Man allegedly tried to cook bin chicken
An alleged birdnapper, who said he tied an ibis up by its feet, attempted to cook it and tried to shove it in a trolley because “birds annoy” him, has been released on bail subject to a very specific set of rules.
Tom Quach was granted bail at Waverley Local Court on Wednesday, charged with animal cruelty and harming or attempting to harm a protected animal.
Quach was arrested earlier this year after a video of him trying to put the distressed bird in his wheeled shopping bag went viral online.
Police received calls regarding a man who had allegedly captured an ibis outside Eastwood train station.
Officers were told the man allegedly tied a rope around the bird’s feet and neck, and was trying to place the bird into a wheeled red trolley bag.
Several members of the public intervened and managed to take the bird from the man, who left the area before police arrived.
Witnesses told police the bird appeared to have an injured beak and was bleeding, but it flew away before police and WIRES arrived.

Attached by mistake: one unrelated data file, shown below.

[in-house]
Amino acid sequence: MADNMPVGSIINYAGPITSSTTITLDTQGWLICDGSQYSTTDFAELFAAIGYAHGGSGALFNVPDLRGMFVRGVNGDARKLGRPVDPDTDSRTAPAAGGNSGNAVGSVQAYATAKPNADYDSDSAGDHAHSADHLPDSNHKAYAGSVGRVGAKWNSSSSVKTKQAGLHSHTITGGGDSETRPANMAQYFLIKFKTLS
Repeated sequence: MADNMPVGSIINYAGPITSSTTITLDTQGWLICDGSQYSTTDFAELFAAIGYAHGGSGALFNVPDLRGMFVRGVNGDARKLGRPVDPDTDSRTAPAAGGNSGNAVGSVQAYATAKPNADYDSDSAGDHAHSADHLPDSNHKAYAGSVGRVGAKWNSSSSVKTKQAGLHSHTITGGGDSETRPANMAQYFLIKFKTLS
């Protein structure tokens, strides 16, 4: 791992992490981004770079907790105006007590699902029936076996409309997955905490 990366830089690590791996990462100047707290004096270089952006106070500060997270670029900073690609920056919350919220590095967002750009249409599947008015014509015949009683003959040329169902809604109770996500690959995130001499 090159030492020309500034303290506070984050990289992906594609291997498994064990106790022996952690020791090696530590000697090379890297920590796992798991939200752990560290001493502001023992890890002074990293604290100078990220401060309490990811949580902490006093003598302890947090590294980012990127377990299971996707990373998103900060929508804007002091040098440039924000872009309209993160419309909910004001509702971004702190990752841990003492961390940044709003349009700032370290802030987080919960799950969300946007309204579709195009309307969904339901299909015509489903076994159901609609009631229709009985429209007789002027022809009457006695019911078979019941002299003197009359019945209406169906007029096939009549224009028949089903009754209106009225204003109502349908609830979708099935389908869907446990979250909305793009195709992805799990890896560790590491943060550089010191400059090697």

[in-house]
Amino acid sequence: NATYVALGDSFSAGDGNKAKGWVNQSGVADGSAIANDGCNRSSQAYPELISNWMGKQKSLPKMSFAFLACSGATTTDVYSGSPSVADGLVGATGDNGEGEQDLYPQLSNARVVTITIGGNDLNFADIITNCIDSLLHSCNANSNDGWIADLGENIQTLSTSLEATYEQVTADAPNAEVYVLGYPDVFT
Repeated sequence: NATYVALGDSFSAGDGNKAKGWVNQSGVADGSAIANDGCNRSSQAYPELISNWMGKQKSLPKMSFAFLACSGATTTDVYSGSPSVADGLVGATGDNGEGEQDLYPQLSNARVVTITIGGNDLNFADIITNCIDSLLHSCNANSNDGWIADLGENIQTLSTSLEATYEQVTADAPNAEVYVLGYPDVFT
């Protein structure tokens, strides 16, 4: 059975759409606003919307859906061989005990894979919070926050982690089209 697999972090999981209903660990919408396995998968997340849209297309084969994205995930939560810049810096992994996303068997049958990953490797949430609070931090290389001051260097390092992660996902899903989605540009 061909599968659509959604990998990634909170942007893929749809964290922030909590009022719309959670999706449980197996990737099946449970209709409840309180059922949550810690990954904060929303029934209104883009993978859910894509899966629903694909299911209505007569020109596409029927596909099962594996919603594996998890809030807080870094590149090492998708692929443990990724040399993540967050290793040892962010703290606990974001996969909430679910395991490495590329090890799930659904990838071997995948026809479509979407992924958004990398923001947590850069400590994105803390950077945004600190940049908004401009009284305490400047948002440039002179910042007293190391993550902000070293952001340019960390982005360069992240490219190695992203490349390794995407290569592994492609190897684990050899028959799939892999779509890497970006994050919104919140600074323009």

On Wednesday, Quach was granted conditional bail to return to his Maroubra home, but will be barred from approaching or possessing any birds.
No more than three times per week, Quach’s home will also be subject to a police search looking for any birds - dead or alive.
The court previously heard Quach had “lashed out” at the ibis because other birds had been “chasing and attacking” him.
“In his mind he was under attack,” his legal aid solicitor told the court.
“The birds were following him and annoying him and he lashed out and took his frustrations out on the bird.”
Quach also faces a single charge each of having a prohibited drug and possessing goods suspected of being stolen.
Under the bail conditions imposed on Wednesday, Quach will be required to report to Maroubra police daily and is subject to a strict curfew from 8pm to 6am.
He was also ordered to undertake treatment at Prince of Wales hospital and will be barred from consuming any drugs or alcohol.
The white Australian ibis, colloquially referred to as a bin chicken, is a protected species under the NSW National Parks and Wildlife Act 1974. As such, it cannot be harmed or interfered with.